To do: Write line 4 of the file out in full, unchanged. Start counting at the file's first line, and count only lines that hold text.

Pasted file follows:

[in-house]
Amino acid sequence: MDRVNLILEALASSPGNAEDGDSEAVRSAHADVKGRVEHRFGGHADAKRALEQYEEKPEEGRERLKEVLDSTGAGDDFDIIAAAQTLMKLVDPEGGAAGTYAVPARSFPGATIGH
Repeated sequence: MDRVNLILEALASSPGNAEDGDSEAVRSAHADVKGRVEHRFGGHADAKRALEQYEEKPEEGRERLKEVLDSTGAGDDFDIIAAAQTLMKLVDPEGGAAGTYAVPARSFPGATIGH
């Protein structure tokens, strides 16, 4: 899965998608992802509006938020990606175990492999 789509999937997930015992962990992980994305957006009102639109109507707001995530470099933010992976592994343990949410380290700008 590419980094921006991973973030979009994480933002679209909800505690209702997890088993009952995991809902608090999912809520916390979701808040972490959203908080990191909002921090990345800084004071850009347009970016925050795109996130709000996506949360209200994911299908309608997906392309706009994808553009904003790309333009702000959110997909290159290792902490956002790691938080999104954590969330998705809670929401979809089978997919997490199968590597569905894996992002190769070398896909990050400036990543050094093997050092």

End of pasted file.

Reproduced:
């Protein structure tokens, strides 16, 4: 899965998608992802509006938020990606175990492999 789509999937997930015992962990992980994305957006009102639109109507707001995530470099933010992976592994343990949410380290700008 590419980094921006991973973030979009994480933002679209909800505690209702997890088993009952995991809902608090999912809520916390979701808040972490959203908080990191909002921090990345800084004071850009347009970016925050795109996130709000996506949360209200994911299908309608997906392309706009994808553009904003790309333009702000959110997909290159290792902490956002790691938080999104954590969330998705809670929401979809089978997919997490199968590597569905894996992002190769070398896909990050400036990543050094093997050092």